‘It must be someone prowling outside,’ said Dick at last. ‘Shall we let Timmy go and see?’

‘Well—let’s lie down and see if he barks again,’ said Julian. ‘For all we know a mouse may have run across the floor. Tim would bark at that just as soon as he would bark at an elephant!’

‘Yes. You’re right,’ said George. ‘All right—we’ll lie down again. Timmy’s lying down too. Now, for goodness’ sake, Tim, if it is a mouse somewhere, do use your common sense, and let it play if it wants to—and don’t wake us up.’

Timmy licked her face. He kept his ears well up for a while. The others all went to sleep except Anne. She lay with her eyes open, wondering what had startled Timmy. She didn’t believe it was a mouse!

So it was the wakeful Anne who heard the noise when it came again. She thought at first that it was just a noise in her ears, the kind she often heard when she lay down to sleep, and the room was quiet. But then she felt certain that it wasn’t in her ears—it was a real noise. But what a peculiar one!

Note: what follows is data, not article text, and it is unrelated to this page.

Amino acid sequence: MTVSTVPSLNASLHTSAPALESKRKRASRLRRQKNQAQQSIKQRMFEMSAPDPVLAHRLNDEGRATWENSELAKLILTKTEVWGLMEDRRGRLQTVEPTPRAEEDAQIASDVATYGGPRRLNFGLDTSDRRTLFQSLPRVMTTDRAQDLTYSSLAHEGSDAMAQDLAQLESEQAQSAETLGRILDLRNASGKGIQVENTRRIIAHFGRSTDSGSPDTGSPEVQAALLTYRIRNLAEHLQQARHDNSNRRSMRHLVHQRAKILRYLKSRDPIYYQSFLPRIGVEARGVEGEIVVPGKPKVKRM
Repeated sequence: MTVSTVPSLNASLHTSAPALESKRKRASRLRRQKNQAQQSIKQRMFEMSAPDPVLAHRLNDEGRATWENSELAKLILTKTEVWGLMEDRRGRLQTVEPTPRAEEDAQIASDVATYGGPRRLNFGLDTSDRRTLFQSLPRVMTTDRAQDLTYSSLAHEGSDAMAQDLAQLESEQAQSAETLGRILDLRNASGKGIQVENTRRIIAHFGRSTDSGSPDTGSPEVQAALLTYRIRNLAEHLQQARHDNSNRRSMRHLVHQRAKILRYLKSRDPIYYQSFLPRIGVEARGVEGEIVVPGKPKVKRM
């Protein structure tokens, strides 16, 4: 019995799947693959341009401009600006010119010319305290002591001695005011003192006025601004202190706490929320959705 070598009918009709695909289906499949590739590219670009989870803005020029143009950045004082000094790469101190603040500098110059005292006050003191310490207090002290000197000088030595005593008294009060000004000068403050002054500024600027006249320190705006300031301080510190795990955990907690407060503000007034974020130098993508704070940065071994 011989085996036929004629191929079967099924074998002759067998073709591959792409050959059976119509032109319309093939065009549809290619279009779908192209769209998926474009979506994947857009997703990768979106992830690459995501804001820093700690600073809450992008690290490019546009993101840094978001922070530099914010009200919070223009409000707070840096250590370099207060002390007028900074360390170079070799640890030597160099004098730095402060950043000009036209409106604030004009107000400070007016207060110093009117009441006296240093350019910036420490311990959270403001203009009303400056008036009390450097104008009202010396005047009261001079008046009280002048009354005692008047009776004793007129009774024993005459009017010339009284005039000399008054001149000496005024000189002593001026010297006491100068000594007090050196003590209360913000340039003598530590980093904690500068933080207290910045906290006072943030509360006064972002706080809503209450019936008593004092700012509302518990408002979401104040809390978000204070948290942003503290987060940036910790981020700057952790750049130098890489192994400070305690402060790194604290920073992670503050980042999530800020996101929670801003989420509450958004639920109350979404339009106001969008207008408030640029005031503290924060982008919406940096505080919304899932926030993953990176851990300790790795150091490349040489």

‘It’s a kind of deep deep grumbling noise,’ thought Anne, sitting up. Timmy gave a little whine as if to say he was hearing something again too. ‘A sort of thunder-rumble, but far below me, not above!’

It grew a little louder, and Timmy growled.

‘It’s all right, Tim,’ whispered Anne. ‘It must be far-off thunder, I think!’

But then the shuddering began! This was so astonishing that Anne didn’t know what to make of it. At first she thought it was herself, beginning to shiver with the cold. But no—even her bunk vibrated to her fingers when she touched the wooden side!

Then she really was frightened. She called out loudly.

‘Julian! Dick! Wake up—something queer is happening. Do wake up!’

And Timmy began to bark again. Woof, woof, woof! WOOF, WOOF!